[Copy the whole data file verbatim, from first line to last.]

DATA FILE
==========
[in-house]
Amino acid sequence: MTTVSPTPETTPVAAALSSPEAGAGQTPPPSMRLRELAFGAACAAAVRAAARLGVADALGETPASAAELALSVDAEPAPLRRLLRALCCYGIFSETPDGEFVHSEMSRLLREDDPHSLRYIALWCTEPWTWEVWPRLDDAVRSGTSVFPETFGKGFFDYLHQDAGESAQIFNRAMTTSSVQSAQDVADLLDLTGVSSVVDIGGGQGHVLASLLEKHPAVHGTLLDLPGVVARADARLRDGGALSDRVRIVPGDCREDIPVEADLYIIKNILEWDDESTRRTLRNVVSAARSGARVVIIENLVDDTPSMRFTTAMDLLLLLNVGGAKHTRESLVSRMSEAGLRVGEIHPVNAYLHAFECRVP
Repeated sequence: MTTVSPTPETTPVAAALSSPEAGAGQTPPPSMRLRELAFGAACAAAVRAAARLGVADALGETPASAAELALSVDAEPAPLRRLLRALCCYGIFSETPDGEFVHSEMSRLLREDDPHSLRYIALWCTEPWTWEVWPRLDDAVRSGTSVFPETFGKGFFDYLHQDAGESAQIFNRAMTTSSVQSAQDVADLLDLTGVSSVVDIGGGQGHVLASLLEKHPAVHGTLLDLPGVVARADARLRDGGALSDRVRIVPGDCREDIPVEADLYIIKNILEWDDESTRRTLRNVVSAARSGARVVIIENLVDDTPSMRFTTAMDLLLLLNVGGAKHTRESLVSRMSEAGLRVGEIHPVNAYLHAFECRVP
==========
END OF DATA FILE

[in-house]
Amino acid sequence: MTTVSPTPETTPVAAALSSPEAGAGQTPPPSMRLRELAFGAACAAAVRAAARLGVADALGETPASAAELALSVDAEPAPLRRLLRALCCYGIFSETPDGEFVHSEMSRLLREDDPHSLRYIALWCTEPWTWEVWPRLDDAVRSGTSVFPETFGKGFFDYLHQDAGESAQIFNRAMTTSSVQSAQDVADLLDLTGVSSVVDIGGGQGHVLASLLEKHPAVHGTLLDLPGVVARADARLRDGGALSDRVRIVPGDCREDIPVEADLYIIKNILEWDDESTRRTLRNVVSAARSGARVVIIENLVDDTPSMRFTTAMDLLLLLNVGGAKHTRESLVSRMSEAGLRVGEIHPVNAYLHAFECRVP
Repeated sequence: MTTVSPTPETTPVAAALSSPEAGAGQTPPPSMRLRELAFGAACAAAVRAAARLGVADALGETPASAAELALSVDAEPAPLRRLLRALCCYGIFSETPDGEFVHSEMSRLLREDDPHSLRYIALWCTEPWTWEVWPRLDDAVRSGTSVFPETFGKGFFDYLHQDAGESAQIFNRAMTTSSVQSAQDVADLLDLTGVSSVVDIGGGQGHVLASLLEKHPAVHGTLLDLPGVVARADARLRDGGALSDRVRIVPGDCREDIPVEADLYIIKNILEWDDESTRRTLRNVVSAARSGARVVIIENLVDDTPSMRFTTAMDLLLLLNVGGAKHTRESLVSRMSEAGLRVGEIHPVNAYLHAFECRVP